• Of course it is, and it works on a certain set of people, including me.

        I still think the show is terrible, but goddamn Yui’s just the most adorablest ever.

      • Well, duh, it’s cheap! But some people don’t mind having cuteness steal their hearts.

        Unlike fencedude, I don’t think SAO is terrible, but I do think you have to be a certain kind of person to believe that.

    • Yeah, the cuteness injection doesn’t really do anything for me. As I say in the next episode, the scenes dedicated to it just seem kinda like extended mecha transformations to me – “oh, okay, I guess some fans really like that stuff.”

  3. I like your comments about including the post-confession romance aspects. The dynamics of an established relationship are far more interesting and fresh subject matter than all this, “Are they gonna get together or not? Are they gonna admit their feelings, or not?” crap that most media gets caught up in.

    But, being that episodes 11 and 12 are largely based on a side story, any exploration of this idea is really more incidental than intentional. It’s just part of the time-frame that has to be addressed. Too bad, really.

      • Right? It really makes me wonder how one should go about adapting a light novel series that is a mix of long plots and short stories like this. As we can see, trying to integrate those stories chronologically yielded a half-season with very uneven pacing with respect to the overarching plot. The obvious alternative, of doing the main plot by itself and short stories by themselves, seems iffy. Short stories as OVAs might’ve been reasonably fun, though, as they capture the same idea of being self-contained?

        • The actual solution is to cut what’s superfluous and integrate what’s important/useful into the narrative in a more coherent way. Meaning we actually see evidence of Kirito being affected by the events of episode three in all the episodes following it, etc. Unfortunately, the actions of Kirito between episode 2-3 and episodes 8-9 pretty much directly contradict his characterization before and after that point, meaning you’d have to more or less rewrite those stories entirely to make anything actually work. When the source material is at war with itself, adaptation is pretty tricky.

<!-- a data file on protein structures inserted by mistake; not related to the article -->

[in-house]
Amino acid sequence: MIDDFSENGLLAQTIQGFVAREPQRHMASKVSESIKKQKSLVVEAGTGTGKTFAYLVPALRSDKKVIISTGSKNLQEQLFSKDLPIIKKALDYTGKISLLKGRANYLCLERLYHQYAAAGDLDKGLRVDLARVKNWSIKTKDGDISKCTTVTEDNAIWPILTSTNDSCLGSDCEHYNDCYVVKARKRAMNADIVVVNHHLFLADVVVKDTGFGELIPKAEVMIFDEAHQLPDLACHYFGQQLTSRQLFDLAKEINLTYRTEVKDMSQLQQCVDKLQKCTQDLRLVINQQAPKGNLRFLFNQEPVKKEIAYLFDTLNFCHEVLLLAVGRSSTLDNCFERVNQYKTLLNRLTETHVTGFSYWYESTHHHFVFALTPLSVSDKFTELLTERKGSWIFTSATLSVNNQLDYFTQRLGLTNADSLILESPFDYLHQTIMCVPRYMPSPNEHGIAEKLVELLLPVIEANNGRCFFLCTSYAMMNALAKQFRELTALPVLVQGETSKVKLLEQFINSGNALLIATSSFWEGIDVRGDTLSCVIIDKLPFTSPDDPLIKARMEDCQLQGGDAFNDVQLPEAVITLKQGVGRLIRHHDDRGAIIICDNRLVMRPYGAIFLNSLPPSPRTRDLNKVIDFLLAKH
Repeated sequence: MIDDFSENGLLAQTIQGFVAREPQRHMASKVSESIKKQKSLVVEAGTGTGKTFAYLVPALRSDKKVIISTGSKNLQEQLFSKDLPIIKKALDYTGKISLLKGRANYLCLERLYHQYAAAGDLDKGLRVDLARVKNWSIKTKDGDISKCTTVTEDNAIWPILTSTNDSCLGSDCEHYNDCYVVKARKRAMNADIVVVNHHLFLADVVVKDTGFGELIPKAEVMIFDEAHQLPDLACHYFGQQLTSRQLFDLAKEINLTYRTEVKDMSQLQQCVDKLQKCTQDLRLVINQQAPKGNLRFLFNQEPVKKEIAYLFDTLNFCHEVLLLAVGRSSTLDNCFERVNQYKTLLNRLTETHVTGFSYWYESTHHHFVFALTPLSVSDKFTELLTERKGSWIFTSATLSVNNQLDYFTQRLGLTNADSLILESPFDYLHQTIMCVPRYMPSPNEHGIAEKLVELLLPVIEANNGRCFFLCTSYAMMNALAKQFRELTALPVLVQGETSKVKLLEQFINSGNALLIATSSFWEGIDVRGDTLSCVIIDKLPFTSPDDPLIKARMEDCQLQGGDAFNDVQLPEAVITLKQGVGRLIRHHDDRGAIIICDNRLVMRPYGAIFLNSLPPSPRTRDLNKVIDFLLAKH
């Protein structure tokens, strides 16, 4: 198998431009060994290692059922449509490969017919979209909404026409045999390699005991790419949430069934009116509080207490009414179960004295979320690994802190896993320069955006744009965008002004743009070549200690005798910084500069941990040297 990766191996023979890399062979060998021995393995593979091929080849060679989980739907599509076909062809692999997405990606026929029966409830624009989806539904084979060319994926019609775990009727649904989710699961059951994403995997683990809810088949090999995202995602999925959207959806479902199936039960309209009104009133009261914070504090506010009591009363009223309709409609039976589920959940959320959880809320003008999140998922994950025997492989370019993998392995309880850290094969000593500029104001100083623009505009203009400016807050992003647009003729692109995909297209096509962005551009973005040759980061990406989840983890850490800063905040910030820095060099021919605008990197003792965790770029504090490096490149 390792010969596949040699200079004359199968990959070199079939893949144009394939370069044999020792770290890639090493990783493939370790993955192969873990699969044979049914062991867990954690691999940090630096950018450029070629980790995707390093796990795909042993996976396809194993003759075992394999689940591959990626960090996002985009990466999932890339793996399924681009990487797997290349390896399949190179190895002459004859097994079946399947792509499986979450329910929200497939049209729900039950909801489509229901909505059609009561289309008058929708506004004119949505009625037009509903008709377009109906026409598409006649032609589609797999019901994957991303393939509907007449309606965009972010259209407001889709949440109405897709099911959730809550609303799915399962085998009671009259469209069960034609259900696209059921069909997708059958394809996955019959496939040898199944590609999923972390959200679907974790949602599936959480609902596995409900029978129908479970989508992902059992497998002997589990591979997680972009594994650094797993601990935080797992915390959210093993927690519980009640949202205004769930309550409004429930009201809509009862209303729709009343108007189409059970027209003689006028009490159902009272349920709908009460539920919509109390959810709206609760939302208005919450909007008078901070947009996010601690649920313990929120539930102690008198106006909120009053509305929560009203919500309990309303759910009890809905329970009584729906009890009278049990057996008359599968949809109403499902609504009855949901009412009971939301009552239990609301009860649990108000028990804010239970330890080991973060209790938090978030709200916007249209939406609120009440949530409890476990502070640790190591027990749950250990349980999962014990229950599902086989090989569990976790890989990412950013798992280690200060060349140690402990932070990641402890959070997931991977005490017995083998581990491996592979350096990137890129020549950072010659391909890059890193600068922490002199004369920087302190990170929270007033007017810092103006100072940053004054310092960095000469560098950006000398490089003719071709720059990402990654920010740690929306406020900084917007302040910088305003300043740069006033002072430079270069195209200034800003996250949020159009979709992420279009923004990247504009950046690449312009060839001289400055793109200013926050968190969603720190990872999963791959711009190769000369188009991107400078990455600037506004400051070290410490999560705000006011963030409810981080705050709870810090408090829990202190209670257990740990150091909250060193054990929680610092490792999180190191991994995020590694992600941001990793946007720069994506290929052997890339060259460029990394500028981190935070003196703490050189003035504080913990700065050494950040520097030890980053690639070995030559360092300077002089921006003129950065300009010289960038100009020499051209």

• I think this was the best you could do.

        There are a few problems.
        1) There’s not enough content for a half-season with just the first volume
        2) There’s a massive jump in the novels from level 1 to 74
        3) The third volume and later volumes use characters introduced in the short stories

  4. I am so very glad for these writeups but are you really going to try and finish SAO before you watch any more Hunter X Hunter? What horrible crime do you think you’re atoning for here?

  5. <

    blockquote>That’s fine! I sincerely hope “cackling villain torture-porn” is just a thing the show decided to do that one time

    Yui, though. I just don’t know. There are lots of times when bad writing comes up in poorly written dialogue, or in too-convenient plotting, or whatever – but I don’t nearly as often see shows with such deep-seated structural storytelling issues as this one. It feels like it was written one chapter at a time, which is never a good thing to actually notice.

    Well actually, the first half was in volume one but the second half is actually from a short story in the second volume. So you actually read that correctly.

    • As far as I understood it, the chapters in the volumes were serialized before being made in to a volume. so most of the story fits that.

  6. my gripe with this mini-arc mostly hinges upon how quickly Kirito and Asuna go “mai daughteru do not steal” over the span of maybe two minutes upon Yui waking up. No lie, she’s cute as a button, but she’s also designed to tug at the heartstrings. I’d have no problem with that if the underlying mechanisms behind Yui’s character (if we can even call her a character) weren’t so conspicuous and sudden. Like some moe medieval torture device.

    I’m with you on this one. The cuteness of this epiosde doesn’t cancel out the fact that the current development is so unbelievable.

    • Yeah, this is about as arbitrary as narrative developments can get. Literally dropping motivation out of the sky into our heroes’ obliging laps, and then having them react in pretty much the same way I assume the audience is intended to.

  7. The end of the first half is legitimately good. Not fantastic, but good.

    Random ideas for landscapes that SAO could have included:
    -The inside, or outside of one of the pillars that separate floors; one floor could be a huge pillar.
    -On one floor, the pillars could be shaped like arms.
    -On another, like legs.
    -One floor roughly in the middle could be steampunk; a large, cavernous structure powering some big, central engine. Because something keeps SAO in the sky, yeah?
    -Ash Lake. Remember Ash Lake? Ash Lake was a hell of a place.
    -Was there a desert anywhere? Never a proper desert, I think, with sand and all.
    -Sundials. Huge Sundials that remind folks of how long its been and whatnot.
    -Barrows. Lots of Barrows and menhirs. Barrows are always good.
    -The edges of the world-disc. One town could be teetering on an edge. Think Final Fantasy.

    • Ash Lake is fantastic. A whole bunch of Dark Souls’ landscapes would make for great backgrounds here, and Dark Souls had the limitation of actually making areas you could travel across and understand in a game sense.